-Agreed: you finally manage to load a VST and make it sound like it, you create a track like the YouTube tutorial told you too, and shock horror you see three tracks appearing on the screen, and you ask yourself what the hell you did wrong. Then, several video tutorials later you find out that one is the audio output of the track, one is the instrument engine provider and one is the actual instrument track, but oh wait, was it a track or a rack instrument? The curve is steep Anna. –
Frustrations aside it is a lot of fun! (millennial alert). It’s so much fun to just play some notes on a keyboard and make the magic happen, even though it sounds terrible, because you don’t know what automation is and what the modulation wheel does. It’s fun to see little squares on a screen, you think it’s fun that they are different colours because you don’t yet know that those indicate velocity.
Even if I still have so much to learn about midi channels and audio interfaces and effects tracks marker tracks, track and rack, midi editing, logical editors and other fun things, I believe my working process will speed up and I will be able to compose for a larger ensemble just as easily as I would compose for quartet or trio.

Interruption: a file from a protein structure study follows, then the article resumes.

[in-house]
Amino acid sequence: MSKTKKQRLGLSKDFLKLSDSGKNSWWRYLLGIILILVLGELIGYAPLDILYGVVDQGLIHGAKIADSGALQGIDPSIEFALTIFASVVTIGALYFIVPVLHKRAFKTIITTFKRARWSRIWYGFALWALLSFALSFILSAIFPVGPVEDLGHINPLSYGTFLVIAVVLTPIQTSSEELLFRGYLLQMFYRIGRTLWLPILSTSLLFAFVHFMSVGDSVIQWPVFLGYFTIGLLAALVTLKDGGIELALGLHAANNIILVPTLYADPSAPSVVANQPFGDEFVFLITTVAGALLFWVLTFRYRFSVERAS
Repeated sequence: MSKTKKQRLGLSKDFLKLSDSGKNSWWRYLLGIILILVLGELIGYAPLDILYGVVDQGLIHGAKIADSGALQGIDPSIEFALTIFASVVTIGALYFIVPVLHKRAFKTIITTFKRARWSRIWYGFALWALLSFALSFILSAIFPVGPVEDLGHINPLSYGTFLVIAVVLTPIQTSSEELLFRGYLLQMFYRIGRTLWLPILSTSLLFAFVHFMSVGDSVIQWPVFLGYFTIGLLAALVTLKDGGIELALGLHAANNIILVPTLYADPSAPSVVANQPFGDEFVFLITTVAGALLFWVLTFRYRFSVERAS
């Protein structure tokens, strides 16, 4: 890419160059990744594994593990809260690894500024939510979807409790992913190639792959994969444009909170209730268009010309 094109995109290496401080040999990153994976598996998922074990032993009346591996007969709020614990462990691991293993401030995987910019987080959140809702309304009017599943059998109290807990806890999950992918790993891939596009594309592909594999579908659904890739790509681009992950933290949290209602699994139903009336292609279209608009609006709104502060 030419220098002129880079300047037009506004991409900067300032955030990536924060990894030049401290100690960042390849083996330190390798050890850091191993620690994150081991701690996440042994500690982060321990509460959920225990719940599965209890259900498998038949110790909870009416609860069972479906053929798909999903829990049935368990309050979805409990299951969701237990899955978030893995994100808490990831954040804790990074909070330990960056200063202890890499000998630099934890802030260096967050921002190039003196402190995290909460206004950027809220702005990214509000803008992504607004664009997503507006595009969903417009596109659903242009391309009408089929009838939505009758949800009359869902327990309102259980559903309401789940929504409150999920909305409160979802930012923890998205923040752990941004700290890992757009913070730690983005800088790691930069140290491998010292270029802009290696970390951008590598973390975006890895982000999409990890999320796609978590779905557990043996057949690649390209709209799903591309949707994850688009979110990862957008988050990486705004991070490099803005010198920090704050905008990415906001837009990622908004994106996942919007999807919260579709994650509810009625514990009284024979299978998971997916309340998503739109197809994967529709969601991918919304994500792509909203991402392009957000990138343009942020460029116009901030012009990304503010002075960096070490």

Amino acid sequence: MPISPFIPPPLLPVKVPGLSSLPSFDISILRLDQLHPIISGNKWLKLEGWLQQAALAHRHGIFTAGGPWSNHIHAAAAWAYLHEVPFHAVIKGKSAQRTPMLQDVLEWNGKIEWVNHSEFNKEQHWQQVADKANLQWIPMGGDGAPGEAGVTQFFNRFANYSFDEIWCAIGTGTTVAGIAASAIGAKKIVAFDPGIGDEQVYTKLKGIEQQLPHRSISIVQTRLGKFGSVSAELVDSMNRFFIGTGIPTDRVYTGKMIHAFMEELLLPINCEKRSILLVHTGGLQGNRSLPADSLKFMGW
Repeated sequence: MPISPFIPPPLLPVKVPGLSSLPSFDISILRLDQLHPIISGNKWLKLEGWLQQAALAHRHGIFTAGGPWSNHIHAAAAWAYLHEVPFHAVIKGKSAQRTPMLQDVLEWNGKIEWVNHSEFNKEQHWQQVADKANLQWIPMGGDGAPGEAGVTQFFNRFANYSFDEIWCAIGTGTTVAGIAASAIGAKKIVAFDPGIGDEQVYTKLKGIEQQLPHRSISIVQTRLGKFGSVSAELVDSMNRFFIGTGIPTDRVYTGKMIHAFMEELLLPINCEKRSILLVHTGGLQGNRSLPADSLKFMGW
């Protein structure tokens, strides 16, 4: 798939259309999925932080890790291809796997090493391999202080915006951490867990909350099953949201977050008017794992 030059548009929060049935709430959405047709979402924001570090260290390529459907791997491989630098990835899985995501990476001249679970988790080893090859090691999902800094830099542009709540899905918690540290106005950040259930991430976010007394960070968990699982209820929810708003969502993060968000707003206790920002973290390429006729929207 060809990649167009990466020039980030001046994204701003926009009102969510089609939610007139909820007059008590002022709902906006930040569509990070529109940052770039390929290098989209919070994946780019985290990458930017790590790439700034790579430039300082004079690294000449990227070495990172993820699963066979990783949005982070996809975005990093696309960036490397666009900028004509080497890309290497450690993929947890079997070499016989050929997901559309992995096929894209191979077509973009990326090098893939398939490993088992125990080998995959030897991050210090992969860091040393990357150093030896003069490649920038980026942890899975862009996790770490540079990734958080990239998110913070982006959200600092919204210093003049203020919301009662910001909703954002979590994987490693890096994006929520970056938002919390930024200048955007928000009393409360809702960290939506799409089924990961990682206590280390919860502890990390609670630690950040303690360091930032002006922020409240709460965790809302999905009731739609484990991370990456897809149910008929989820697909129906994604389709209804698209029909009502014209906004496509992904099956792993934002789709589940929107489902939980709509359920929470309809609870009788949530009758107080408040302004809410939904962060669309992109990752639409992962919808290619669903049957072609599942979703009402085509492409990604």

-Anna, you just forgot about the jazz aspect, didn’t you? The jazz instruments and the voicings, it’s not like playing triads!!!!-
What I am missing in this process,
-it’s part of the learning curve, STAY CALM-
Is how to go from DAW to score. I know that people do it and really well, but how do they manage to make the score look good and not like horrible gibberish that not even a mixture of hieroglyphics scribbles and my brother’ s hand-writing can beat for worst looks. Will it be different or not advisable to use for Big band since you have a rhythm section composed of individual different instruments and the woodwind section that is also composed of individual different instruments with different ranges and timbres, I guess you could pass with trumpets and trombones but will it be too much of a hassle?
This is what I plan to find out during my journey as a composer for big band.
Right now, I am sticking to my usual way of composing and then I am transferring it to the DAW just by inserting Midi information into a template I created. But will I ever be able to just sit at the computer and create with it?
Will it change the music itself?
I guess I will keep you posted about that.
-Was that so hard Anna? good job, you finally wrote words on paper, and words that hopefully will resonate with a lot of people’s personal experiences. –
-This tooth of mine hurts like I just got punched in the face by Connor McGregor drunk on a Saturday Night. Good bye-
Pssst! It’s Anna again.
Back with another blog post.